It is not comforting to know that critical files can be gone in a flash, but this is a condition of our era. For thousands of years, people simply spoke to each other with no way of recording anything, or even knowing it would one day be possible. Relationships right up to the 1960’s were based on real time conversations in person or on the phone. Answering machines existed in the early 1960’s but were not widely available until the mid 1980’s.

As technology became more and more powerful, as we all know, everyone has the capability today to save and store virtually every encounter that they have with anyone else in the world. Still, it is disquieting to know that our e-files are so fragile that they can be gone in a moment’s notice.

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Jeff Davidson is the world's only holder of the title "The Work-Life Balance Expert®" as awarded by the U.S. Patent and Trademark Office. He is the premier thought leader on work-life balance, integration, and harmony. Jeff speaks to organizations that seek to enhance their overall productivity by improving the effectiveness of their people. He is the author of Breathing Space, Simpler Living, Dial it Down, and Everyday Project Management. Visit www.BreathingSpace.com for more information on Jeff's keynote speeches and seminars, including: Managing the Pace with Grace® * Achieving Work-Life Balance™ * Managing Information and Communication Overload®



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Business

Doing Our Best in Handling What Was Unforeseen

Despite obstacles, there is a way to proceed and still feel good about all that you accomplish

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By now, everyone has mentally marked 2021 as one strange year. (Actually with Biden and Harris ‘leading’ the United States of America, it was already marked to be a disastrous year).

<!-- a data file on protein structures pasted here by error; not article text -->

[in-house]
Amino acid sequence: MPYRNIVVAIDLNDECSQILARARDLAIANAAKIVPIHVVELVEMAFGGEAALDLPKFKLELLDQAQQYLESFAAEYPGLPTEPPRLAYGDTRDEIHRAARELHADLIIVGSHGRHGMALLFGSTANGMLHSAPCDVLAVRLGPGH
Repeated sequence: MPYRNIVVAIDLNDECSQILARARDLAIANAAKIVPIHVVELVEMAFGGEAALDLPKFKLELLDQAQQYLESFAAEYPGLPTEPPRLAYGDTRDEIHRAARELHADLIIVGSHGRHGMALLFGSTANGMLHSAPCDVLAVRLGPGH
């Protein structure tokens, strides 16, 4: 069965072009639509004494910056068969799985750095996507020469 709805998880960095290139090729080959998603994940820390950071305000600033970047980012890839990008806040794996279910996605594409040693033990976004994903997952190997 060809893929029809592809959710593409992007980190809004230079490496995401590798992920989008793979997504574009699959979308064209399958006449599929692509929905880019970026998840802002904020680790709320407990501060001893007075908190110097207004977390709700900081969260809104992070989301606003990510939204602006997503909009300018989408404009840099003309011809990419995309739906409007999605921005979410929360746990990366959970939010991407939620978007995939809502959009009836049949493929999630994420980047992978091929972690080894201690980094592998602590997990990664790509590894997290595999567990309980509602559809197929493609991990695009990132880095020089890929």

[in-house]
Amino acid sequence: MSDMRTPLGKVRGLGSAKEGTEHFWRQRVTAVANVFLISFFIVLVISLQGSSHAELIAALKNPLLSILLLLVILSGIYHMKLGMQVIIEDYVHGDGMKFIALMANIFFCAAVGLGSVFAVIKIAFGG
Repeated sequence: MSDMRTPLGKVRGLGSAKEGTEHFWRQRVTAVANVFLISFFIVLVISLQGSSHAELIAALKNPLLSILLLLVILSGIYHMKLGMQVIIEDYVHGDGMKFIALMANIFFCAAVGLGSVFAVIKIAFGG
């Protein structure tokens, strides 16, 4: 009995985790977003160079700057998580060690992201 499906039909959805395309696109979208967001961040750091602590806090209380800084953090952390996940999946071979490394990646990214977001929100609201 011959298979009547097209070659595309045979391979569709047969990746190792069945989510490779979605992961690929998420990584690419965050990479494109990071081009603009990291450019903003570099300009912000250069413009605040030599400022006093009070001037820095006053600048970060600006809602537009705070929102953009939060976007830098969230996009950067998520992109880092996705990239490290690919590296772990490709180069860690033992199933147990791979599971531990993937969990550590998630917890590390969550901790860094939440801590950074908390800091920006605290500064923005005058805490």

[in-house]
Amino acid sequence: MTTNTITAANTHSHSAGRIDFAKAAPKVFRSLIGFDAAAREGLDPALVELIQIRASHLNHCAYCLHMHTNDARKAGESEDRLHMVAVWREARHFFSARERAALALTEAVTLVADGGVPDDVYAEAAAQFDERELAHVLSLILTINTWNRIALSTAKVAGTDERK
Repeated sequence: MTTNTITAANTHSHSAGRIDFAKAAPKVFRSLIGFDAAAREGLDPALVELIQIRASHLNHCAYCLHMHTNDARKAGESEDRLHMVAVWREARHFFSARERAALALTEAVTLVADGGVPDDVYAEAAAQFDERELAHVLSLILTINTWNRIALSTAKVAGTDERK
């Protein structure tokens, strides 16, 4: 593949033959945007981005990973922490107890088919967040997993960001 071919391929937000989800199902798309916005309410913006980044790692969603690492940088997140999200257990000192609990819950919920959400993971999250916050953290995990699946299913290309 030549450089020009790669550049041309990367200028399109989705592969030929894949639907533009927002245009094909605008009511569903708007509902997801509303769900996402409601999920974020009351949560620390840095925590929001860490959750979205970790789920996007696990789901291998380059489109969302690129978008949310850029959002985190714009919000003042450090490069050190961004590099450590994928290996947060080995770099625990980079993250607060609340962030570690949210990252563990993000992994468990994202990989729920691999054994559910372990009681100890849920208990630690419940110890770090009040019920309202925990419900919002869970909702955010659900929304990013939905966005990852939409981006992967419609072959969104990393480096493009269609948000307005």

While we can’t guard against the unknown, we can do our best with what we have. Each day when you compose your to-do list and begin proceeding merrily down it, do you take into account what is likely to occur in the course of a day?

No matter how well we organize our lists and how productive we are in handling the tasks, unexpected obligations, interruptions, and other developments arise that still could throw us off.

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How do you react when you are humming along, and all of a sudden, you get an assignment from out of left field? Perhaps your boss has asked you to jump on a task or project immediately. Maybe a client calls and needs something ASAP. Maybe something gets returned to you that you thought was complete.

Stymied No Longer

If you are like most people, you might become flustered. The intrusion on your time and your progress means that you are not going to accomplish all that you set out to before the end of the day.

Is there a way to proceed and still feel good about all that you accomplish?  There is, and it involves first making a miniature, supplemental to-do list that accurately encapsulates the new task that you need to handle.